United States District Court, E.D. Tennessee, Knoxville
MEMORANDUM AND ORDER
RONNIE GREER UNITED STATES DISTRICT JUDGE.
Craig Miller (“Plaintiff”), who is incarcerated
at the Hardeman County Correctional Facility
(“HCCF”) in Whiteville, Tennessee, filed a pro se
complaint pursuant to 42 U.S.C. § 1983 [Doc. 11]. Now
before the Court is Plaintiff's motion for leave to
proceed in forma pauperis [Doc. 9] and two motions
requesting the appointment of counsel [Docs. 2 and 10]. For
the reasons that follow, Plaintiff's pending motions will
be DENIED, and Plaintiff will be allowed to
amend his complaint.
MOTION TO PROCEED IN FORMA PAUPERIS
reflects on the docket, and as the Court outlined in its
previous Order, the complaint was originally filed in the
United States District Court for the Western District of
Tennessee [Doc. 1]. On August 18, 2017, that Court granted
Plaintiff's motion to proceed in forma pauperis
and transferred this action to the United States District
Court for the Eastern District of Tennessee[Doc. 7].
Accordingly, Plaintiff is already authorized to proceed
in forma pauperis, and no additional authorization
is required. As such, Plaintiff's application to proceed
in forma pauperis [Doc. 9] is DENIED AS
SCREENING THE PLEADING
STANDARD OF LAW
the Prison Litigation Reform Act (“PLRA”),
district courts must screen prisoner complaints and sua
sponte dismiss those that are frivolous or malicious,
fail to state a claim for relief, or are against a defendant
who is immune. See, e.g., Benson v.
O'Brian, 179 F.3d 1014 (6th Cir. 1999). The
dismissal standard articulated by the Supreme Court in
Ashcroft v. Iqbal, 556 U.S. 662, 678 (2009) and in
Bell Atl. Corp. v. Twombly, 550 U.S. 544, 570 (2007)
“governs dismissals for failure to state a claim under
[28 U.S.C. §§ 1915(e)(2)(B) and 1915A] because the
relevant statutory language tracks the language in [Federal
Rule of Civil Procedure] 12(b)(6).” Hill v.
Lappin, 630 F.3d 468, 470-71 (6th Cir. 2010). Thus, to
survive an initial review under the PLRA, a complaint
“must contain sufficient factual matter, accepted as
true, to ‘state a claim to relief that is plausible on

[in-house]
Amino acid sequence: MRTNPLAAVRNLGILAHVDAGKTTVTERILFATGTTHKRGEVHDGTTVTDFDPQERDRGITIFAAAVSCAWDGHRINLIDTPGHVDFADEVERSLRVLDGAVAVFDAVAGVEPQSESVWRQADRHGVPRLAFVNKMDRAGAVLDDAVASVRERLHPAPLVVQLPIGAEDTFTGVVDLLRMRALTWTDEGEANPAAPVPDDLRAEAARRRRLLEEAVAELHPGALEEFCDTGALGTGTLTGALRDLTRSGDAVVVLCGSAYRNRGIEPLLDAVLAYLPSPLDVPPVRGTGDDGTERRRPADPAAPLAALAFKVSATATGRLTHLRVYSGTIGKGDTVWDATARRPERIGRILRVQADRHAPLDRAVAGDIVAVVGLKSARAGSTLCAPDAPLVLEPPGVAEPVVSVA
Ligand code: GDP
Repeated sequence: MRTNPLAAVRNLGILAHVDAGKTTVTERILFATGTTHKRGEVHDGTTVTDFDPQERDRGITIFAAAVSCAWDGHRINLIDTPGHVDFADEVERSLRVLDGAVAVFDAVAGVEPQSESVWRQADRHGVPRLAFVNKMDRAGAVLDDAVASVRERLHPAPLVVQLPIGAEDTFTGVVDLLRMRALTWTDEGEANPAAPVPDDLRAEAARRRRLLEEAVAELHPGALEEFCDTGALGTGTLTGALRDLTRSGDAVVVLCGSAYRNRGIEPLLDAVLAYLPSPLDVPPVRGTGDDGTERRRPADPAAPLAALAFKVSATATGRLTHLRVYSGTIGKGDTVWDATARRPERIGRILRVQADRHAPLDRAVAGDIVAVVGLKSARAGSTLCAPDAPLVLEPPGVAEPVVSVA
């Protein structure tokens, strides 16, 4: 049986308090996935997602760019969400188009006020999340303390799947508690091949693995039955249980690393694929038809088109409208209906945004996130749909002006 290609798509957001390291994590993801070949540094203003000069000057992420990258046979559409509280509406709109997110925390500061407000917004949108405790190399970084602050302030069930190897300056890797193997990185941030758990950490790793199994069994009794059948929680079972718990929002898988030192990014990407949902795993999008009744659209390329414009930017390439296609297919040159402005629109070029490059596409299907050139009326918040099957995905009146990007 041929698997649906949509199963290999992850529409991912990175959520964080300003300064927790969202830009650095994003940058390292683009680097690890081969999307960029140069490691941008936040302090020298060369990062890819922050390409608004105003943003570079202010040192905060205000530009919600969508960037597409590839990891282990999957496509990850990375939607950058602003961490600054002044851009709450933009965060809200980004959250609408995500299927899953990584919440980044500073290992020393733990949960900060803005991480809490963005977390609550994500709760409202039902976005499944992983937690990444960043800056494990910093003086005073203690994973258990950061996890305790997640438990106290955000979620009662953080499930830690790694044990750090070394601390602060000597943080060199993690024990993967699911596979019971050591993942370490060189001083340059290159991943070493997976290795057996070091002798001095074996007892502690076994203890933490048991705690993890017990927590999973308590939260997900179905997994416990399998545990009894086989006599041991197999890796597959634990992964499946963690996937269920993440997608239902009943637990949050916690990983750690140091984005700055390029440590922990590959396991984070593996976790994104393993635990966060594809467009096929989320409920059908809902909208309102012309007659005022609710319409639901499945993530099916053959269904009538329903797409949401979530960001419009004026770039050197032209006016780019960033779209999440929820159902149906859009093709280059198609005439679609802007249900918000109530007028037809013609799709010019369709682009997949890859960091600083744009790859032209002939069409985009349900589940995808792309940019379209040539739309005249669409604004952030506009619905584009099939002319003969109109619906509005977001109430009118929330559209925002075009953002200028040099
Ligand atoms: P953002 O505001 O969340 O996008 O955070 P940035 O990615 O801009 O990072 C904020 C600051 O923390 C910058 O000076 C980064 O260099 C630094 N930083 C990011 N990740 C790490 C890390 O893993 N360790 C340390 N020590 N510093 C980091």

its face.” Iqbal, 556 U.S. at 678 (quoting
Twombly, 550 U.S. at 570).
liberally construe pro se pleadings and hold them to a less
stringent standard than formal pleadings drafted by lawyers.
Haines v. Kerner, 404 U.S. 519, 520 (1972).
Allegations that give rise to a mere possibility that a
plaintiff might later establish undisclosed facts supporting
recovery are not well-pled and do not state a plausible
claim, however. Twombly, 550 U.S. at 555, 570.
Further formulaic and conclusory recitations of the elements
of a claim which are not supported by specific facts are
insufficient to state a plausible claim for relief.
Iqbal, 556 U.S. 662 at 681.
complaint concerns events that occurred during his previous
incarceration at the Rodger D. Wilson Detention Center in
Knoxville, Tennessee. He has sued Tennessee Department of
Correction (“TDOC”) Commissioner Tony Parker,
Knox County Sheriff Jimmy “J.J.” Jones, Knoxville
Mayor Tim Burchett, and various “Jailers” at the
Detention Center. However, the format of Plaintiff's
complaint is unconventional and the allegations made therein
are a confusing mix of federal constitutional claims, along
with various claims under Tennessee law.
order to state a claim under 42 U.S.C. § 1983, a
plaintiff must establish that he was deprived of a federal
right by a person acting under color of state law. Black
v. Barberton Citizens Hosp., 134 F.3d 1265, 1267 (6th